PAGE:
May iniisip ka?
Ayaw kong sabihin. Baka magkatotoo.
Dahil makulit ka
Kilala kita. Oo, ikaw 'yun: Nagkasalubong na tayo minsan, sa LRT, sa Gotohan, sa kanto ng Aurora at Katipunan. Nagkatinginan tayo. Hindi mo ako kinausap, pero alam ko, nakilala mo rin ako. Kaya ka narito, di ba? Para sabihing, Oo, oo, ikaw nga 'yun. Naaalala kita.
na, mula noong 24 Enero, 2006, ang nakitambay dito
wanna try my kung fu?
Thursday, February 23, 2006
Tangina. Kailangan kong matutong mag-intsik. Walang biro. Dahil astig ang mga oldies na makata nila. (Namin?)
The Weaker the Wine Su Tung P'o (1036-1101)
“The weakest wine is better than warm water. Rags are better than no clothes at all. An ugly wife and a quarrelsome concubine Are better than an empty house.”
The weaker the wine, The easier it is to drink two cups. The thinner the robe, The easier it is to wear it double. Ugliness and beauty are opposites, But when you’re drunk, one is as good as the other. Ugly wives and quarrelsome concubines, The older they grow, the more they’re alike. Live unknown if you would realize your end. Follow the advice of your common sense. Avoid the Imperial Audience Chamber, the Eastern Flowery Hall. The dust of the times and the wind of the Northern Pass. One hundred years is a long time, But at last it comes to an end. Meanwhile it is no greater accomplishment To be a rich corpse or a poor one. Jewels of jade and pearl are put in the mouths Of the illustrious dead To conserve their bodies. They do them no good, but after a thousand years, They feed the robbers of their tombs. As for literature, it is its own reward. Fortunately fools pay little attention to it. A chance for graft Makes them blush with joy. Good men are their own worst enemies. Wine is the best reward of merit. In all the world, good and evil, Joy and sorrow, are in fact Only aspects of the Void.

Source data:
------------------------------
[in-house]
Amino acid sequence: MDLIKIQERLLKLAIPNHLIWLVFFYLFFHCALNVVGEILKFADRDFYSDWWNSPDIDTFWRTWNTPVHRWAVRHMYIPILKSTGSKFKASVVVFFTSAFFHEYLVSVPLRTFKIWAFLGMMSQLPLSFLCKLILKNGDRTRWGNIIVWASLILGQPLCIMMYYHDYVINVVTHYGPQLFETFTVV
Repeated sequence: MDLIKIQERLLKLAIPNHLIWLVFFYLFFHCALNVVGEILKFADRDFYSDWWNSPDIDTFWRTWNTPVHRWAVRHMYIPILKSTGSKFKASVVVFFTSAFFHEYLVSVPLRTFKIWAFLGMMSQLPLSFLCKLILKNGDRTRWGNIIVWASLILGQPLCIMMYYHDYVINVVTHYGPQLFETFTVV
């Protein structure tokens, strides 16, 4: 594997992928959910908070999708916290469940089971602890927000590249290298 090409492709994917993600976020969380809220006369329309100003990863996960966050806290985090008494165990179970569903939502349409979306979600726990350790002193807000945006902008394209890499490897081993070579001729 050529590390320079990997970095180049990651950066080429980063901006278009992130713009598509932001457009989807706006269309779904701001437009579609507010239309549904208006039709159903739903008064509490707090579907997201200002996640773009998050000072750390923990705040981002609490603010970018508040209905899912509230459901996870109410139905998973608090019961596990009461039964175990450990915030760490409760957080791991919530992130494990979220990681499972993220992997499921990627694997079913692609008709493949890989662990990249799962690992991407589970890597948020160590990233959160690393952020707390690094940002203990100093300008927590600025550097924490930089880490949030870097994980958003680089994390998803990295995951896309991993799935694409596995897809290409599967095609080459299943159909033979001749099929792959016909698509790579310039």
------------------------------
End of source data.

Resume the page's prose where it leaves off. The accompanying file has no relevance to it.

Banquet at the Tso Family Manor Tu Fu (713-770) The windy forest is checkered By the light of the setting, Waning moon. I tune the lute, Its strings are moist with dew. The brook flows in the darkness Below the flower path. The thatched Roof is crowned with constellations. As we write the candles burn short. Our wits grow sharp as swords while The wine goes round. When the poem Contest is ended, someone Sings a song of the South. And I think of my little boat, And long to be on my way.
Sorrows of Departure Li Ch'ing Chao (1084-1151)
Red lotus incense fades on The jeweled curtain. Autumn Comes again. Gently I open My silk dress and float alone On the orchid boat. Who can Take a letter beyond the clouds? Only the wild geese come back And write their ideograms On the sky under the full Moon that floods the West Chamber. Flowers, after their kind, flutter And scatter. Water after Its nature, when spilt, at last Gathers again in one place. Creatures of the same species Long for each other. But we Are far apart and I have Grown learned in sorrow. Nothing can make it dissolve And go away. One moment, It is on my eyebrows. The next, it weighs on my heart.
Magnolia Hermitage Wang Wei (701-761)
The autumn hills hoard scarlet from the setting sun. Flying birds chase their mates, Now and then patches of blue sky break clear— Tonight the evening mists find nowhere to gather.
Zhu Yin Ta Xin QiJi (1140-1207)
Precious hairpin, broken, halved At the Peach-Leaf Ferry where We parted; darkening mist and willow shround the place. I dread to climb the tower-top stair; Nine days out of ten wind raves, rain torrents race: It breaks my heart to see the scarlet petals scatter one by one. All this with nobody to care Above it - who is there To bid the oriole's singing cease? From mirrored flowers that frame my face I pluck the petals, try to foretell your return, Counting and re-counting them a thousand ways. By silken curtains dimly lit Words borne of dreams fight in my throat for release. It was he, the Spring, who brought on me this agony of grief; Who knows where Spring now strays? He did not guess he should have gone Taking my grief in his embrace.